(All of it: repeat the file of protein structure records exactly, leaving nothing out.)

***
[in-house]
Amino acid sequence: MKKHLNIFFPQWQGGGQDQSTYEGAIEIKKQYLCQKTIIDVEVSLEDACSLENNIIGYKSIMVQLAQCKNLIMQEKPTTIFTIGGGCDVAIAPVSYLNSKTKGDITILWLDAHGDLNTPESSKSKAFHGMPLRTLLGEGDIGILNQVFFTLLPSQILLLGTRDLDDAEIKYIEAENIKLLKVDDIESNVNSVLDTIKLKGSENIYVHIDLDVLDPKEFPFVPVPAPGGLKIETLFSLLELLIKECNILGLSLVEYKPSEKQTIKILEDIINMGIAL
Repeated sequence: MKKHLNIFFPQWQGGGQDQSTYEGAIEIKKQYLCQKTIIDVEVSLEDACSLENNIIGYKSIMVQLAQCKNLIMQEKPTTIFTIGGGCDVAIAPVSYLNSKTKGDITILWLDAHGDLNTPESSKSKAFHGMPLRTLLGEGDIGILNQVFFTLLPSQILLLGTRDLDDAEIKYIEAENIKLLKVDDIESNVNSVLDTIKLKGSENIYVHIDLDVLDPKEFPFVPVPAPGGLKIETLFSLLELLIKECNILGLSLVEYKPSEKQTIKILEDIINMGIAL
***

[in-house]
Amino acid sequence: MKKHLNIFFPQWQGGGQDQSTYEGAIEIKKQYLCQKTIIDVEVSLEDACSLENNIIGYKSIMVQLAQCKNLIMQEKPTTIFTIGGGCDVAIAPVSYLNSKTKGDITILWLDAHGDLNTPESSKSKAFHGMPLRTLLGEGDIGILNQVFFTLLPSQILLLGTRDLDDAEIKYIEAENIKLLKVDDIESNVNSVLDTIKLKGSENIYVHIDLDVLDPKEFPFVPVPAPGGLKIETLFSLLELLIKECNILGLSLVEYKPSEKQTIKILEDIINMGIAL
Repeated sequence: MKKHLNIFFPQWQGGGQDQSTYEGAIEIKKQYLCQKTIIDVEVSLEDACSLENNIIGYKSIMVQLAQCKNLIMQEKPTTIFTIGGGCDVAIAPVSYLNSKTKGDITILWLDAHGDLNTPESSKSKAFHGMPLRTLLGEGDIGILNQVFFTLLPSQILLLGTRDLDDAEIKYIEAENIKLLKVDDIESNVNSVLDTIKLKGSENIYVHIDLDVLDPKEFPFVPVPAPGGLKIETLFSLLELLIKECNILGLSLVEYKPSEKQTIKILEDIINMGIAL